Climategate: just the tip of the iceberg?
“Climategate” hit the news again in January with the publication of the Select Committee report on the reviews into the University of East Anglia’s Climatic Change Unit’s emails, but beneath the climate-sceptics and the angry headlines lurks another problem: what does FOI mean for universities?
Richard Thomas, the former Information Commissioner, summed up the position under the FOIA when he spoke at the Select Committee’s inquiry. He said: “[t]he fact that FOIA requests relate to complex scientiﬁc data does not detract from the proposition [that FOI improves accountability and good governance] or excuse non-compliance”. FOI legislation includes exceptions for information that is intended for future publication, as well as where commercial interests may be harmed, but it is not yet clear what these exceptions cover in academia. Lack of clarity is a problem in itself, but it is not alone.
First, there are the administrative burdens and costs in the wake of sizable cuts in the education sector. Websites such as academicfoi.com are becoming involved in investigating universities and their employment practices as well as those interested in the work of academic staff. With academic institutions becoming the target of FOI in themselves as well as for their research, their workload could well increase. This scrutiny may increase standards, but it has other effects.
On average, universities have less than the equivalent of one full time member of staff dealing with ‘FOI issues’, with universities struggling to respond within time limits.
If universities are to maintain records to the standard required to fulﬁl requests, then this will require either more staff, or for current staff to shift their attention. The choice between increased costs or decreased services will not be easy in the current climate.
Second, while research councils are encouraging academics to share data, the idea is less than welcome among many researchers. Professor Mike Baillie, in particular, has been scathing about the idea that his data is up for grabs for the ‘price of a stamp’: “[w]e are the ones who trudged miles over bogs and ﬁelds carrying chain saws. We prepared the samples and- using quite a lot of expertise and judgment- we measured the ring patterns”. Is it right that FOI can make this hard work of researchers public property? What is the effect on copyright and how will it apply to private funding?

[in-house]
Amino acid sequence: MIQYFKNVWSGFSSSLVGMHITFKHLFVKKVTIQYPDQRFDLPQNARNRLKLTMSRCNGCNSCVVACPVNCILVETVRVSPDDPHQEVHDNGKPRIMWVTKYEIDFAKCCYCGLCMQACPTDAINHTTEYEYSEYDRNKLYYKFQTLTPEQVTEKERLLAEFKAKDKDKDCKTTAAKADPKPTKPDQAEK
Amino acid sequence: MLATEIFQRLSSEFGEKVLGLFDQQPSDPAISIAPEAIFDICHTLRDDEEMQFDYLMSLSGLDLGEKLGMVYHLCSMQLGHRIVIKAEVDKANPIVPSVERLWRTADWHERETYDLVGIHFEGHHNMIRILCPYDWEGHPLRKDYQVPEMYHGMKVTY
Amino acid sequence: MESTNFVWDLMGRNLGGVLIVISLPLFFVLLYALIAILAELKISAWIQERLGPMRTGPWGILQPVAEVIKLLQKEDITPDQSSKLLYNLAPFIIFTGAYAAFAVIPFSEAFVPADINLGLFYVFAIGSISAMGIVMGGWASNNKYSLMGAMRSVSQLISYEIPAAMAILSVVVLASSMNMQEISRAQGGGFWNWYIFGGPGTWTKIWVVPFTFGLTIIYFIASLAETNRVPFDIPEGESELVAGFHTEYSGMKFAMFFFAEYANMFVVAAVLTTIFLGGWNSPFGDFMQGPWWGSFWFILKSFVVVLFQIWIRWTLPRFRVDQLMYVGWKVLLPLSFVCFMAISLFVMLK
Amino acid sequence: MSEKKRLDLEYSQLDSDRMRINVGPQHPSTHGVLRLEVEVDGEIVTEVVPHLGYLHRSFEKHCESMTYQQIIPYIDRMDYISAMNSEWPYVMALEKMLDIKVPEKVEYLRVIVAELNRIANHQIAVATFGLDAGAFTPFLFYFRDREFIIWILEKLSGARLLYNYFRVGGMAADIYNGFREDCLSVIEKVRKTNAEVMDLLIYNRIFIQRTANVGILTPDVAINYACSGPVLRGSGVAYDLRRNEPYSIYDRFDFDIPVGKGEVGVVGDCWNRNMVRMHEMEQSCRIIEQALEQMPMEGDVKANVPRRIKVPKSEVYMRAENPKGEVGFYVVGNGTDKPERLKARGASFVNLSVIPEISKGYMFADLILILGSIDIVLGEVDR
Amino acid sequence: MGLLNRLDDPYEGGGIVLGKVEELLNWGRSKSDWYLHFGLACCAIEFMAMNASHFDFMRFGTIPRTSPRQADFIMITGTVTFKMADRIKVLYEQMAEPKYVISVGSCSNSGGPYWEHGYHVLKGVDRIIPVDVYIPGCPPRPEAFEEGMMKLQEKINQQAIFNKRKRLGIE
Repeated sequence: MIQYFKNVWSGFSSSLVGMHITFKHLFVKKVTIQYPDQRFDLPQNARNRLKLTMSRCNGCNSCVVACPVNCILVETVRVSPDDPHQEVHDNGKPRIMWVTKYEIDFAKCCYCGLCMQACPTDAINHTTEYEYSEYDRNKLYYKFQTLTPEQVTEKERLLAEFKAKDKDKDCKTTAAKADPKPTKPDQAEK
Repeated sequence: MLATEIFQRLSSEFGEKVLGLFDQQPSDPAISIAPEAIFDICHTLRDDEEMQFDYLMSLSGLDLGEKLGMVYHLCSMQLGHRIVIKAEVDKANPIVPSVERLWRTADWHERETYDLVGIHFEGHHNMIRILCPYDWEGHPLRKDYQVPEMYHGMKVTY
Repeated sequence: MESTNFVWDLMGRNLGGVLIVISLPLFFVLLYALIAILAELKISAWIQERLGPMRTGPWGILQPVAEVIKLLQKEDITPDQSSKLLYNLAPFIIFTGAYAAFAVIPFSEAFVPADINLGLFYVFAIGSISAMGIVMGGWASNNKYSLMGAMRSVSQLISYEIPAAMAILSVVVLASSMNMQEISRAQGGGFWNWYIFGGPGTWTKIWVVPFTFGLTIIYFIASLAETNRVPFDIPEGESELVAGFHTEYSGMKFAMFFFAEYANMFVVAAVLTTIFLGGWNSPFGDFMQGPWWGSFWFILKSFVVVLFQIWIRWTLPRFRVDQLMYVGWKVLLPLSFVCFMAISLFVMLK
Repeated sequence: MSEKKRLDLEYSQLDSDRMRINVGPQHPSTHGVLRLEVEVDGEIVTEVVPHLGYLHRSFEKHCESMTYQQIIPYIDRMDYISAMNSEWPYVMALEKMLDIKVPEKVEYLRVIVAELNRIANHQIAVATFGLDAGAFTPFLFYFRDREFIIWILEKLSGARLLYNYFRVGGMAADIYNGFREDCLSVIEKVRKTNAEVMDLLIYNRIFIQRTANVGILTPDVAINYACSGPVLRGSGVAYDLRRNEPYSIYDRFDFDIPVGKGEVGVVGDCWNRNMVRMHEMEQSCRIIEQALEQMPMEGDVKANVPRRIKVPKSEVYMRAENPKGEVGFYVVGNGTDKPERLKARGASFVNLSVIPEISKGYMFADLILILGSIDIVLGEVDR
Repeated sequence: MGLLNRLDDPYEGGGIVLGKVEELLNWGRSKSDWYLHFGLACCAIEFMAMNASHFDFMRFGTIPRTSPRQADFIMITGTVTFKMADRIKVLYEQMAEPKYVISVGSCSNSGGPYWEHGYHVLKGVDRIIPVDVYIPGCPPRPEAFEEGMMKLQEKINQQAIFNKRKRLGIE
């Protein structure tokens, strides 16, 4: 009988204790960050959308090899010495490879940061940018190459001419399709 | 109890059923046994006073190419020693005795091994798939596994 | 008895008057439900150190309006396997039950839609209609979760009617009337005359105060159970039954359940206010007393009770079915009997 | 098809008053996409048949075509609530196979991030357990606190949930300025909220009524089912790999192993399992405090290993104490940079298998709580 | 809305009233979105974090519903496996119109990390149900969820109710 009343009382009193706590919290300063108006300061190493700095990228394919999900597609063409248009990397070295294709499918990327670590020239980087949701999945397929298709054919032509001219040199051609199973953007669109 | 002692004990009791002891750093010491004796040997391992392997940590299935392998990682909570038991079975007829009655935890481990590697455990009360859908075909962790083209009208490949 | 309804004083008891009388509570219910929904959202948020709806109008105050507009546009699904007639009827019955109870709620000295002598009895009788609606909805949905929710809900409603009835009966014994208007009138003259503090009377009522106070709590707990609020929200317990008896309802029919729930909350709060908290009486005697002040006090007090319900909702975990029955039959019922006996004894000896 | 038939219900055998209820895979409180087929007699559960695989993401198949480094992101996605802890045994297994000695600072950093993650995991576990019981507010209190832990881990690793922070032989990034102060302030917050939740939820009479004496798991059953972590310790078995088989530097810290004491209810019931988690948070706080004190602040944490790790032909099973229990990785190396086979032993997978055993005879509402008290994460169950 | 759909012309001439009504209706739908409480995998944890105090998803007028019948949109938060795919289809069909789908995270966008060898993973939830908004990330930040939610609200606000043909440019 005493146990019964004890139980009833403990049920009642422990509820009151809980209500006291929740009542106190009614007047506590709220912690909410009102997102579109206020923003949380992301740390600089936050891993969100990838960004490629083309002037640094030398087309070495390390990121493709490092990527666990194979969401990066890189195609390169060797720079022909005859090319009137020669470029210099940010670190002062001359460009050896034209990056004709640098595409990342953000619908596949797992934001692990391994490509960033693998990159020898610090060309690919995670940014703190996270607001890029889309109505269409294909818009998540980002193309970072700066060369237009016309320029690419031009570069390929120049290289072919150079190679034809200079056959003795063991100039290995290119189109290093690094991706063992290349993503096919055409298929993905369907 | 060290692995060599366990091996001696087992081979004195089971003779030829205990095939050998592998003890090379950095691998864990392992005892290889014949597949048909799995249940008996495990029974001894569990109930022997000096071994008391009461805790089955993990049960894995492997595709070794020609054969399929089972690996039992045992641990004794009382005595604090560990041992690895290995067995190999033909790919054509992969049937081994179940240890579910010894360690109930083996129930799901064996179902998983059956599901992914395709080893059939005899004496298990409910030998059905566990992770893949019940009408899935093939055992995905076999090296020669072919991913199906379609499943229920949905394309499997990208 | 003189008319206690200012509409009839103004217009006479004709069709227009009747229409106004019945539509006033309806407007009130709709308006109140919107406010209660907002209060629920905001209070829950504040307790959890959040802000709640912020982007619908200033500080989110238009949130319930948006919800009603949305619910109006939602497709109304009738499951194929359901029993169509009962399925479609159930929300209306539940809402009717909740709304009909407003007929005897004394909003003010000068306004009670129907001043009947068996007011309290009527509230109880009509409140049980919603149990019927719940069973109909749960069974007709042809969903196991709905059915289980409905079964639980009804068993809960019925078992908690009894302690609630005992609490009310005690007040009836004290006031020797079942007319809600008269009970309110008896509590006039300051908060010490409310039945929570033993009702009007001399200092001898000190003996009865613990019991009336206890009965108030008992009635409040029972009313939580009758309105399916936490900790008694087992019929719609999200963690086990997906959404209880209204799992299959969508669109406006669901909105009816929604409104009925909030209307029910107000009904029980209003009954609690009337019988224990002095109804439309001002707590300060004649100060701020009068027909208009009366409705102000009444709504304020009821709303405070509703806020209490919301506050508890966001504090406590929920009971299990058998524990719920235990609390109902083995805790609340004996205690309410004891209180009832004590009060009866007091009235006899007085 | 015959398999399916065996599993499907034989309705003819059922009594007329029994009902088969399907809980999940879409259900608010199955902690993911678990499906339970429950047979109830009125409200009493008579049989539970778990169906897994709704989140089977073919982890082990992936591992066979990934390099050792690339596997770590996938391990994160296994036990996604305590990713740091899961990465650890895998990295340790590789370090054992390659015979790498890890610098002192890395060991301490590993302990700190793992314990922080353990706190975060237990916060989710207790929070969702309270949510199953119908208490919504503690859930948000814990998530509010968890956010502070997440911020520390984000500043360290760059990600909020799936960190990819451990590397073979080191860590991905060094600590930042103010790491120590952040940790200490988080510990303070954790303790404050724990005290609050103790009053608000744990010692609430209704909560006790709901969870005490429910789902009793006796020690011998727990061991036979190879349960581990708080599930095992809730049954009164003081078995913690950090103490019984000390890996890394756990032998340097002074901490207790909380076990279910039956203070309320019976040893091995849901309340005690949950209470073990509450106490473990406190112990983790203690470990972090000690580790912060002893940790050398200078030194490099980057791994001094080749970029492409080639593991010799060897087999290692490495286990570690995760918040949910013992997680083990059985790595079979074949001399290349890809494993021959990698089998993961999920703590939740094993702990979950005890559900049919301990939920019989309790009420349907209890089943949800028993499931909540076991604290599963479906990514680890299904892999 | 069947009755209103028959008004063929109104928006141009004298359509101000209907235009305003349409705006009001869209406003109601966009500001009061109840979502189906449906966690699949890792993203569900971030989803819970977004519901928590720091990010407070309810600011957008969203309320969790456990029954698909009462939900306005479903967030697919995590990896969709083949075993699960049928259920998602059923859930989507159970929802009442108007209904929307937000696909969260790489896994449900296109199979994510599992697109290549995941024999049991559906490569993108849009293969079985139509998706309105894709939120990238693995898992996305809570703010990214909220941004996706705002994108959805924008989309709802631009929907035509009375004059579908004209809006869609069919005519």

On the other hand, while life may be harder for academics facing FOI requests, it also creates new opportunities. Researchers at the University of Manchester have used FOI to ﬁnd that Muslim terrorists are no more likely to come from areas with large Muslim populations than anywhere else, while the New Scientist scrutinised the preparedness of the MOD for nuclear accidents.
Right now there are more questions than answers, but what is clear is that clarity is needed. The higher education sphere is both a user of and subject to FOI, and it needs to work out what this means and adapt. It is with this in mind that the Research Information Network, in association with several other organisations, is running a series of workshops next month to examine the implications of FOI for the higher education research community. The Constitution Unit will be contributing to these events, and the hope is that this is the ﬁrst step in working out what FOI means for the academic sphere.
 Joint Information Systems Committee infoNet, GuildHE and Universities UK. 2009. Information Legislation and Management Survey 2009 (http://www.jiscinfonet.ac.uk/foi-survey/2009/im-survey.pdf)
Dr Ben Worthy - Research Associate, Constitution Unit, University College London
This blog is reproduced with permission from the Constitution Unit’s website; the Unit’s FoI pages are a relevant and useful resource. Ben Worthy is a speaker at one of the above workshops, on 1 April.